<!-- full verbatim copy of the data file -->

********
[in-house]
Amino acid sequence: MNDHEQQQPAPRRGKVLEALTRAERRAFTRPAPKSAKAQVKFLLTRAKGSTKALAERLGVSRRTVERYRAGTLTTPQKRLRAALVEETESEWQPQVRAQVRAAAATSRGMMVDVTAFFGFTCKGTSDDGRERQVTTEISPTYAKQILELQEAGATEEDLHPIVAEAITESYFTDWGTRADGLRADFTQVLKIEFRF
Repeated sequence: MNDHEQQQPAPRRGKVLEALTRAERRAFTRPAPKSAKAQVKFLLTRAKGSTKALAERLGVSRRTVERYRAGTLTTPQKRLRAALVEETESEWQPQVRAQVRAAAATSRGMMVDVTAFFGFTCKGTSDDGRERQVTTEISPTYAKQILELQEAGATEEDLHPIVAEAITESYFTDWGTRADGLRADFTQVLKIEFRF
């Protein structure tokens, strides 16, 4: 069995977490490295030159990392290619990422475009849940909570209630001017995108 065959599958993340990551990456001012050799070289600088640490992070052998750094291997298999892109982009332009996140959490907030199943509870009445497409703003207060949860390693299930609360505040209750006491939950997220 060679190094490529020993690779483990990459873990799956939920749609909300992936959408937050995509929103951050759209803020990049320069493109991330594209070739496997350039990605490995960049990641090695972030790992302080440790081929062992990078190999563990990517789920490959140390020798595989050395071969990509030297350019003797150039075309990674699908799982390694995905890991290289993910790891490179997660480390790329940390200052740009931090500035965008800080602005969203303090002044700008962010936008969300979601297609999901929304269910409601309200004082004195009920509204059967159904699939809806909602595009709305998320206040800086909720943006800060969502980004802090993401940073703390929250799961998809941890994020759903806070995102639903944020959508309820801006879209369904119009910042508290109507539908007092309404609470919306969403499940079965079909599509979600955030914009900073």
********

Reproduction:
[in-house]
Amino acid sequence: MNDHEQQQPAPRRGKVLEALTRAERRAFTRPAPKSAKAQVKFLLTRAKGSTKALAERLGVSRRTVERYRAGTLTTPQKRLRAALVEETESEWQPQVRAQVRAAAATSRGMMVDVTAFFGFTCKGTSDDGRERQVTTEISPTYAKQILELQEAGATEEDLHPIVAEAITESYFTDWGTRADGLRADFTQVLKIEFRF
Repeated sequence: MNDHEQQQPAPRRGKVLEALTRAERRAFTRPAPKSAKAQVKFLLTRAKGSTKALAERLGVSRRTVERYRAGTLTTPQKRLRAALVEETESEWQPQVRAQVRAAAATSRGMMVDVTAFFGFTCKGTSDDGRERQVTTEISPTYAKQILELQEAGATEEDLHPIVAEAITESYFTDWGTRADGLRADFTQVLKIEFRF
């Protein structure tokens, strides 16, 4: 069995977490490295030159990392290619990422475009849940909570209630001017995108 065959599958993340990551990456001012050799070289600088640490992070052998750094291997298999892109982009332009996140959490907030199943509870009445497409703003207060949860390693299930609360505040209750006491939950997220 060679190094490529020993690779483990990459873990799956939920749609909300992936959408937050995509929103951050759209803020990049320069493109991330594209070739496997350039990605490995960049990641090695972030790992302080440790081929062992990078190999563990990517789920490959140390020798595989050395071969990509030297350019003797150039075309990674699908799982390694995905890991290289993910790891490179997660480390790329940390200052740009931090500035965008800080602005969203303090002044700008962010936008969300979601297609999901929304269910409601309200004082004195009920509204059967159904699939809806909602595009709305998320206040800086909720943006800060969502980004802090993401940073703390929250799961998809941890994020759903806070995102639903944020959508309820801006879209369904119009910042508290109507539908007092309404609470919306969403499940079965079909599509979600955030914009900073």